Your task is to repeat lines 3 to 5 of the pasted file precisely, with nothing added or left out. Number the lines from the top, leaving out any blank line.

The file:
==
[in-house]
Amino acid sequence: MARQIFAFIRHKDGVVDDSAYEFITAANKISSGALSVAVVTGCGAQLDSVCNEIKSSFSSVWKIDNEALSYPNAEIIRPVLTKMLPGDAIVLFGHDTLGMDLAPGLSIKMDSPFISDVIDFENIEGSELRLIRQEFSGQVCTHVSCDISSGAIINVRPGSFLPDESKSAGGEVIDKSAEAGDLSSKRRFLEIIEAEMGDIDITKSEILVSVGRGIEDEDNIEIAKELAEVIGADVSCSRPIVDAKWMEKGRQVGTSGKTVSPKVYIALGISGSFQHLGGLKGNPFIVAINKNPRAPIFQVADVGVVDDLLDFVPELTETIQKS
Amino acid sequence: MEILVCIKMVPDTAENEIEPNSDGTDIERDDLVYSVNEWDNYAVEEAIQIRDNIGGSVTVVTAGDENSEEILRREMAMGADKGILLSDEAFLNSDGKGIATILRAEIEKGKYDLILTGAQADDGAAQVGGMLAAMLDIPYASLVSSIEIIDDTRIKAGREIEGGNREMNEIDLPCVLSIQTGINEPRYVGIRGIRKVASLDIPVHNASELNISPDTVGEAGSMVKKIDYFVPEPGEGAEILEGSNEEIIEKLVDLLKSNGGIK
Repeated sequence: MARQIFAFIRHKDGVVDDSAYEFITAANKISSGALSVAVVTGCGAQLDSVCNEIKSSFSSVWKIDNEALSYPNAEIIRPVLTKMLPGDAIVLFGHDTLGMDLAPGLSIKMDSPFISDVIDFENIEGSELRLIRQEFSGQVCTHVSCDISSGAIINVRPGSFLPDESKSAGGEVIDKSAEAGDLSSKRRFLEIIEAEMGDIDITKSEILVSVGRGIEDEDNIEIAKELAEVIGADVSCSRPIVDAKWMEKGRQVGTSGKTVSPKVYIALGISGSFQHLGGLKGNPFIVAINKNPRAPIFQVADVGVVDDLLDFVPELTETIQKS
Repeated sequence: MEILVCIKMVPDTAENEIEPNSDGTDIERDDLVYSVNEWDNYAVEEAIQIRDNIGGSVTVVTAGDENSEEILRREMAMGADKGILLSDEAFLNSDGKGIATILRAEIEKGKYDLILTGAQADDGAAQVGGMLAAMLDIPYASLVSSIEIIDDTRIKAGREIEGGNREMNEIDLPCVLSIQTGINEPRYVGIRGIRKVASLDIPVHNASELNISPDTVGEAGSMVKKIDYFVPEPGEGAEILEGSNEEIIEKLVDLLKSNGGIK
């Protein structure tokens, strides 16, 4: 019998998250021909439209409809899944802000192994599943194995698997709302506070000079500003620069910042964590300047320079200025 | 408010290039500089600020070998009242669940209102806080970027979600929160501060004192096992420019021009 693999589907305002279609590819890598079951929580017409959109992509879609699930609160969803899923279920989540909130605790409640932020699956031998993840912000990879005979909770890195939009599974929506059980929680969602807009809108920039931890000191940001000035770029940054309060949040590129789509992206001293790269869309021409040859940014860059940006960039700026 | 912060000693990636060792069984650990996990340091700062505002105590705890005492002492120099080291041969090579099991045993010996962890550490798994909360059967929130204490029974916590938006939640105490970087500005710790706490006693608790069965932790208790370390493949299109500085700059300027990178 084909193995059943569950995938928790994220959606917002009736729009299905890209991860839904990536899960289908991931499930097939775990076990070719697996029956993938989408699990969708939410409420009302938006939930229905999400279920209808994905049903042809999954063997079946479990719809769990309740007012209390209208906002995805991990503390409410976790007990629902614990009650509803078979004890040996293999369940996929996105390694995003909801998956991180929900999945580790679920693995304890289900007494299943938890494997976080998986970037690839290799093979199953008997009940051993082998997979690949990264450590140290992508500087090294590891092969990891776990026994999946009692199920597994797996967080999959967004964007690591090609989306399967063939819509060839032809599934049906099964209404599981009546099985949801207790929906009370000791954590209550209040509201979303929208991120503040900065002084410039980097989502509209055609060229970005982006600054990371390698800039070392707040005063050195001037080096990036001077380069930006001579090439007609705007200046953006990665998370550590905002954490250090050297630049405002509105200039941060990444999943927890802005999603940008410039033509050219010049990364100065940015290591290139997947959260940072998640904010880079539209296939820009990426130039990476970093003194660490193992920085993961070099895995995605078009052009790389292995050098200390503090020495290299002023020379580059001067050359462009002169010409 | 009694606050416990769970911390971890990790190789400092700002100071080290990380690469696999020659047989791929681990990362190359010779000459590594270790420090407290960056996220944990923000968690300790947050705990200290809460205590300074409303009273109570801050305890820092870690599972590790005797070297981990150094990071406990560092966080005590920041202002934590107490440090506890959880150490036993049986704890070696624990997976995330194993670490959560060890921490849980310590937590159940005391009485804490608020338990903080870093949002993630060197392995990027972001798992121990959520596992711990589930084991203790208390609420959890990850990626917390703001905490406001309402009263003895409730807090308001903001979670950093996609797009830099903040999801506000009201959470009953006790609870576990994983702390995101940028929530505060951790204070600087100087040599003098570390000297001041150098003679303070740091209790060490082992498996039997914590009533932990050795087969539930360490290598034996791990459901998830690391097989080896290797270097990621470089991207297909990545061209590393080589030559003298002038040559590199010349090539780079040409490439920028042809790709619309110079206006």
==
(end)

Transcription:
Amino acid sequence: MEILVCIKMVPDTAENEIEPNSDGTDIERDDLVYSVNEWDNYAVEEAIQIRDNIGGSVTVVTAGDENSEEILRREMAMGADKGILLSDEAFLNSDGKGIATILRAEIEKGKYDLILTGAQADDGAAQVGGMLAAMLDIPYASLVSSIEIIDDTRIKAGREIEGGNREMNEIDLPCVLSIQTGINEPRYVGIRGIRKVASLDIPVHNASELNISPDTVGEAGSMVKKIDYFVPEPGEGAEILEGSNEEIIEKLVDLLKSNGGIK
Repeated sequence: MARQIFAFIRHKDGVVDDSAYEFITAANKISSGALSVAVVTGCGAQLDSVCNEIKSSFSSVWKIDNEALSYPNAEIIRPVLTKMLPGDAIVLFGHDTLGMDLAPGLSIKMDSPFISDVIDFENIEGSELRLIRQEFSGQVCTHVSCDISSGAIINVRPGSFLPDESKSAGGEVIDKSAEAGDLSSKRRFLEIIEAEMGDIDITKSEILVSVGRGIEDEDNIEIAKELAEVIGADVSCSRPIVDAKWMEKGRQVGTSGKTVSPKVYIALGISGSFQHLGGLKGNPFIVAINKNPRAPIFQVADVGVVDDLLDFVPELTETIQKS
Repeated sequence: MEILVCIKMVPDTAENEIEPNSDGTDIERDDLVYSVNEWDNYAVEEAIQIRDNIGGSVTVVTAGDENSEEILRREMAMGADKGILLSDEAFLNSDGKGIATILRAEIEKGKYDLILTGAQADDGAAQVGGMLAAMLDIPYASLVSSIEIIDDTRIKAGREIEGGNREMNEIDLPCVLSIQTGINEPRYVGIRGIRKVASLDIPVHNASELNISPDTVGEAGSMVKKIDYFVPEPGEGAEILEGSNEEIIEKLVDLLKSNGGIK